Elusive Dreams, Part 2

The Sleeping Gypsy, Henri Rousseau, 1897

The Sleeping Gypsy, Henri Rousseau, 1897

You would be hard pressed to find an artist, scientist, poet, or author who hasn’t been inspired and tantalized by their dreams. Frankenstein’s monster came to life in Mary Shelley’s tumultuous nightmares, not in a storm-wracked laboratory. The characters of Charlotte’s Web and Stuart Little first spoke in E.B. White’s dreams, while Nyarlathotep haunted H.P. Lovecraft’s sleep. Rush’s epic instrumental La Villa Strangiato was inspired by Alex Lifeson’s dreamscapes, and the surreal imagery of dreams has permeated paintings and sculptures throughout history.

Dreams have sparked countless artistic breakthroughs, but to the author who sits at the keyboard struggling to squeeze a drop of creativity out of his or her parched brain, dreams can be one of nature’s cruelest taunts. Sleep immerses us in a stream of wild, unfiltered creativity, but those wonders run through our fingers and evaporate once the conscious mind takes over.

However, there are three simple things we can do to hold onto more of those details.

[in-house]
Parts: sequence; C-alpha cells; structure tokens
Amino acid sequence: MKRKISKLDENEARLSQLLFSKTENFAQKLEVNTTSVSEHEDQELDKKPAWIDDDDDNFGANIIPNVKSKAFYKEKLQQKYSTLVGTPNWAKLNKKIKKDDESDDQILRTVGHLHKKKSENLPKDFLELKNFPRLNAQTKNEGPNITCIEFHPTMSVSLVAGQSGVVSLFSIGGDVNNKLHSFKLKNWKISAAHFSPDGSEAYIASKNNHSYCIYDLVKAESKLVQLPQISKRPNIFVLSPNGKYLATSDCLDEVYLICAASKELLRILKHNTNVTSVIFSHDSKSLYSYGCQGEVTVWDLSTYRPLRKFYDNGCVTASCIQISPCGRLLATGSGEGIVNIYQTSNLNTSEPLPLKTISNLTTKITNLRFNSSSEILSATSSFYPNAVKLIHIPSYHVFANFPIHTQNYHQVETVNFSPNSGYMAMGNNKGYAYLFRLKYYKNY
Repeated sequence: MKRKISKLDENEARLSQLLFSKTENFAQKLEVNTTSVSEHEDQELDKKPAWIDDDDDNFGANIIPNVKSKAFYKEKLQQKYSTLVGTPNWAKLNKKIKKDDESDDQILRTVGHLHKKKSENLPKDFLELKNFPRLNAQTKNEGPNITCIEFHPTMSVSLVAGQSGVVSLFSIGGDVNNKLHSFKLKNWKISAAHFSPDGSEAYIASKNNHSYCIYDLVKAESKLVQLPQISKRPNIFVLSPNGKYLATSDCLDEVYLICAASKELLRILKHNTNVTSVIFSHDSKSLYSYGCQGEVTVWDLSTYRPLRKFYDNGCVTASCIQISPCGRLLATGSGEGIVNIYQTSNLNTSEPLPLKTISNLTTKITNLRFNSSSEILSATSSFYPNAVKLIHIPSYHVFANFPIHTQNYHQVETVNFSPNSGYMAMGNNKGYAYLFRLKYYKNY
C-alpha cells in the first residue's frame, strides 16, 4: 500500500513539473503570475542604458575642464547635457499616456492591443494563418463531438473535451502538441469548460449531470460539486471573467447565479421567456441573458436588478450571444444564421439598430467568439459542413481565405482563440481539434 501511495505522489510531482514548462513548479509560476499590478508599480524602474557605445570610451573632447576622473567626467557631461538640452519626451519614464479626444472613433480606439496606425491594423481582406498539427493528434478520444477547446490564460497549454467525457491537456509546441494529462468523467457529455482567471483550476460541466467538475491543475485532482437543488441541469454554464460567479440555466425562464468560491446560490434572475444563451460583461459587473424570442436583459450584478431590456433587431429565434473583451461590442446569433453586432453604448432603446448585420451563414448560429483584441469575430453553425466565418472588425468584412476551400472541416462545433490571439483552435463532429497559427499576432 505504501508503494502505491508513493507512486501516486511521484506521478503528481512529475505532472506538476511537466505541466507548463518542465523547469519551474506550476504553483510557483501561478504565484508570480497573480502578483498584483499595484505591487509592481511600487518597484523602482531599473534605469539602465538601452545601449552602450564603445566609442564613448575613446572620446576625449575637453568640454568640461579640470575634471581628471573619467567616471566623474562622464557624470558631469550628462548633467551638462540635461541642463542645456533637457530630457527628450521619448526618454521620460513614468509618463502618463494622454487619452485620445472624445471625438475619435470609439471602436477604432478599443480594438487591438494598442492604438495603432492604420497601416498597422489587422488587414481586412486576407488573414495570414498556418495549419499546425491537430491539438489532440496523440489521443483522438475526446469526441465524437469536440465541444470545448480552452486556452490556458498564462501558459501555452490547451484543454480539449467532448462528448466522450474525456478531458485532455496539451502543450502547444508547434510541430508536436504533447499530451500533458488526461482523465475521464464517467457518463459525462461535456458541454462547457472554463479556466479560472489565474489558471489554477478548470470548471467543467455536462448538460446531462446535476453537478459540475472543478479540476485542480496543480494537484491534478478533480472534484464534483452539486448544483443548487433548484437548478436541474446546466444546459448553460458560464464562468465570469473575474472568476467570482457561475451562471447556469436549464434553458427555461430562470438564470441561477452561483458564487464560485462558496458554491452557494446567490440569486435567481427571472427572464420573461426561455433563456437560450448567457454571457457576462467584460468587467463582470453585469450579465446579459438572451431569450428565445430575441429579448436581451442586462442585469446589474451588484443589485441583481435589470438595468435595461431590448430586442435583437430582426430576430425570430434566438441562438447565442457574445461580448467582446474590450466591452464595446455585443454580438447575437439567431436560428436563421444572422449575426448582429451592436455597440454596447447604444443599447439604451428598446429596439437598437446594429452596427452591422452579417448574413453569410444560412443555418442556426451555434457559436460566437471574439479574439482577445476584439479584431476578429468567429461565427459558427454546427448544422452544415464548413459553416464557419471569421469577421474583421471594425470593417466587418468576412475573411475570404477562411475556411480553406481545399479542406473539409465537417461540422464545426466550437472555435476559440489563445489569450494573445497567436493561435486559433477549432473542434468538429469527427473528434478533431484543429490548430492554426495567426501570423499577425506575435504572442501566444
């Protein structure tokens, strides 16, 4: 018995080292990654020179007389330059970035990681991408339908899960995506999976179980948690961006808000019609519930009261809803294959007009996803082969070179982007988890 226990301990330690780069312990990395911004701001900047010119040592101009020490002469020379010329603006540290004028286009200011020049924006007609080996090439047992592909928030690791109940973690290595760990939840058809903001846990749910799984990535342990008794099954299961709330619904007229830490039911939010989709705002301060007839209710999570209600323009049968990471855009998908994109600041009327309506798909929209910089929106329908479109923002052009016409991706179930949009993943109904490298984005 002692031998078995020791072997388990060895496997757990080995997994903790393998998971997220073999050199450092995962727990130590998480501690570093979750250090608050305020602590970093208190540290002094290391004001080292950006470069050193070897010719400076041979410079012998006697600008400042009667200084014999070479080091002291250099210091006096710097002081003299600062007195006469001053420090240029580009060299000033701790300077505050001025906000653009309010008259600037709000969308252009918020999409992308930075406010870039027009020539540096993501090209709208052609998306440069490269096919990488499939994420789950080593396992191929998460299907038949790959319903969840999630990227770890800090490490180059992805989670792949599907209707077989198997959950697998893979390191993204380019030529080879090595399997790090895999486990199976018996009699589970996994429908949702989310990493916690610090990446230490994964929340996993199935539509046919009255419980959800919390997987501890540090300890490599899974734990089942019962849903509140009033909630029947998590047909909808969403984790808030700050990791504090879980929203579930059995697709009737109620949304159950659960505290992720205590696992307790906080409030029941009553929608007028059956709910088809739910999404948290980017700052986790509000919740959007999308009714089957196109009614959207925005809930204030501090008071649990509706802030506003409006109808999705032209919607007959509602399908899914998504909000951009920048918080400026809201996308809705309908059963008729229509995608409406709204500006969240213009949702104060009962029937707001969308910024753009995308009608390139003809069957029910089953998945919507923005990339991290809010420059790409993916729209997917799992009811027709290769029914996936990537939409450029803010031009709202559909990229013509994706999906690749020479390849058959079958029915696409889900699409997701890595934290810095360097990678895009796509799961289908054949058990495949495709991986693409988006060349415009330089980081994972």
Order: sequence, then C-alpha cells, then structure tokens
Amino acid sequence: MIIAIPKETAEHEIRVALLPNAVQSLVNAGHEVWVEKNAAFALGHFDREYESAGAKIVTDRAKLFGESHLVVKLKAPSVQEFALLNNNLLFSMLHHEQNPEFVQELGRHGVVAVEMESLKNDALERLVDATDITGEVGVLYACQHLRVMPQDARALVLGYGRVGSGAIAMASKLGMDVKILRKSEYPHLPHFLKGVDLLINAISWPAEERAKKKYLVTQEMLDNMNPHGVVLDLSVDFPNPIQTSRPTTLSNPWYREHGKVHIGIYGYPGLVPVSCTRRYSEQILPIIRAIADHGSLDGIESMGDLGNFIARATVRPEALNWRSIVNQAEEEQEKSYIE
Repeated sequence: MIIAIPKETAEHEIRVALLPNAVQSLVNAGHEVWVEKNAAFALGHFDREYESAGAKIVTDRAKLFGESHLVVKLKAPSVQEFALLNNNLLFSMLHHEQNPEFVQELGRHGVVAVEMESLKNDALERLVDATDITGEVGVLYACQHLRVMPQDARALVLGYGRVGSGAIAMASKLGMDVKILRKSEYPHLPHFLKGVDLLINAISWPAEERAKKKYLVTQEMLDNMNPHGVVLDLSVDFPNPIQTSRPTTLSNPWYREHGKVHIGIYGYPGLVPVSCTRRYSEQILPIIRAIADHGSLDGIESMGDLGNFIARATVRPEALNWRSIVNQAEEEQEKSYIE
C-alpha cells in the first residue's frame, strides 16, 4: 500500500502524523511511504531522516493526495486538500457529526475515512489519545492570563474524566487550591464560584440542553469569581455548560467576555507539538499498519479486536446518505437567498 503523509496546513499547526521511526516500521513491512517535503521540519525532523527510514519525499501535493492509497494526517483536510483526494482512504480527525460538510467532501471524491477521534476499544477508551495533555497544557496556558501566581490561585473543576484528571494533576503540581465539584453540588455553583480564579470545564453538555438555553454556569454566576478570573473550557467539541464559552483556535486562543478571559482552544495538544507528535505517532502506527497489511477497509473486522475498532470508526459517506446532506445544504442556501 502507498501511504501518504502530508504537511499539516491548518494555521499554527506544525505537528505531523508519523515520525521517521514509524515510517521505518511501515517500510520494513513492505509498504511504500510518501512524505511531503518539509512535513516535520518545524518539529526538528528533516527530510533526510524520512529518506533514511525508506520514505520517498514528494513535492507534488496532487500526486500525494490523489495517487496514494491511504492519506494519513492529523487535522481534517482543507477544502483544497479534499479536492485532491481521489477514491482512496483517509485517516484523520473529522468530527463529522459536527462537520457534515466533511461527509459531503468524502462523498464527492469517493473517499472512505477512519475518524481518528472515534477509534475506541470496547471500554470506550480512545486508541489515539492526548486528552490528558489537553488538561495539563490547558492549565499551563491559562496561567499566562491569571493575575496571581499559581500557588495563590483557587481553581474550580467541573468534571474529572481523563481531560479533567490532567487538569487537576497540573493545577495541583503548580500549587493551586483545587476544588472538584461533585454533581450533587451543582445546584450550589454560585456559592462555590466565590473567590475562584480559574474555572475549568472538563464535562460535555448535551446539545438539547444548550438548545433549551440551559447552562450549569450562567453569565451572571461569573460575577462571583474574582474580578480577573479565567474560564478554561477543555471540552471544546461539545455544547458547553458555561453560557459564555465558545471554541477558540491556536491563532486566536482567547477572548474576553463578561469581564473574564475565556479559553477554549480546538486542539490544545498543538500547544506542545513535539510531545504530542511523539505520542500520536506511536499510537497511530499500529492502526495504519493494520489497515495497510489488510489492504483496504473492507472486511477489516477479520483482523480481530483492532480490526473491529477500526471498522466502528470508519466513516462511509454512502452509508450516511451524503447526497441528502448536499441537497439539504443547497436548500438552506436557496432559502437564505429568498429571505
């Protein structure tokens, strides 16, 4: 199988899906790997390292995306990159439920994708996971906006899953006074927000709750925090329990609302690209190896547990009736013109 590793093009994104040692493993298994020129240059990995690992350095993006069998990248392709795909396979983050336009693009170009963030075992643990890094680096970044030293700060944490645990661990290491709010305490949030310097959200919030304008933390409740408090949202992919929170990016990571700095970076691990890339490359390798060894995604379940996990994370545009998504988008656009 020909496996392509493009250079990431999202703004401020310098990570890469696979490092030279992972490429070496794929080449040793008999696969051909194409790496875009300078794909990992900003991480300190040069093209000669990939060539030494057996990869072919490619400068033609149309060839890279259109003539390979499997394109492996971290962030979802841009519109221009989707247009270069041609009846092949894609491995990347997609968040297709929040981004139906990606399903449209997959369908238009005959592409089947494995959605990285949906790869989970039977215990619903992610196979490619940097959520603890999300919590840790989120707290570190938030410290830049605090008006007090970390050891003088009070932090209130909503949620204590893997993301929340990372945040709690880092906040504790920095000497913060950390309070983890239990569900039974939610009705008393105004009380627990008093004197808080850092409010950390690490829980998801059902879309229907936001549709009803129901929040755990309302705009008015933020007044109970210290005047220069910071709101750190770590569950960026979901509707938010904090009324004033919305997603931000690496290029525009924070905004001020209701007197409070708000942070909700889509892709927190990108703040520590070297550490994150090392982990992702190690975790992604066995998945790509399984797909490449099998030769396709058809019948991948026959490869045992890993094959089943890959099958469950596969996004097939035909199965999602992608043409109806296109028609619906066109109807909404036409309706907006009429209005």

1. Keep a dream journal.

Recording bits and pieces of dreams — even a word hastily scribbled in a notebook — can help us to access the memories of that dream. Keep a notebook and pen within easy reach of your bed. (A clip-on reading light is helpful.) When you awaken from a dream, any dream, immediately reach for your notebook and briefly jot down notes on whatever you remember. It’s not necessary to record every detail; write just enough to jog your memory. In the morning, these notes will help you to recall more of your dream, but more importantly, the very act of recording these memories conditions your brain to retain and recall them more easily.

2. Interrupt your dreams before they end.

Salvador Dali and Thomas Edison — polar opposites in many regards — employed one such technique. They would clutch objects in their hands so that the item would clatter to the floor when they nodded off. Awakened in the middle of dreaming, they would sift through the lingering fragments of their dreams to find inspiration before the memory faded away.

Because we enter REM sleep in approximately 90 minute intervals, you can set an alarm to go off in 90-minute increments. Periods of 6 or 7.5 hours are regarded as the best intervals for dream recall, as the later, deeper stages of REM sleep only occur after six hours of rest. These later phases can last up to an hour.

3. Get more sleep.

The deeper phases of dreaming only occur after 6 hours, so if you’re getting 5 hours of rest each night, you’re missing out on the most important recuperative stages. A well-rested mind awakens and recalls dreams more easily than one muddled by fatigue.

Practice these three techniques, and you’ll wake to an endless source of creative inspiration.

Pleasant dreams!

About John Doppler

Author, cruciverbalist, serial hobbyist… John Doppler blends science, art, and humor into a delicious smoothie of chaotic evil.

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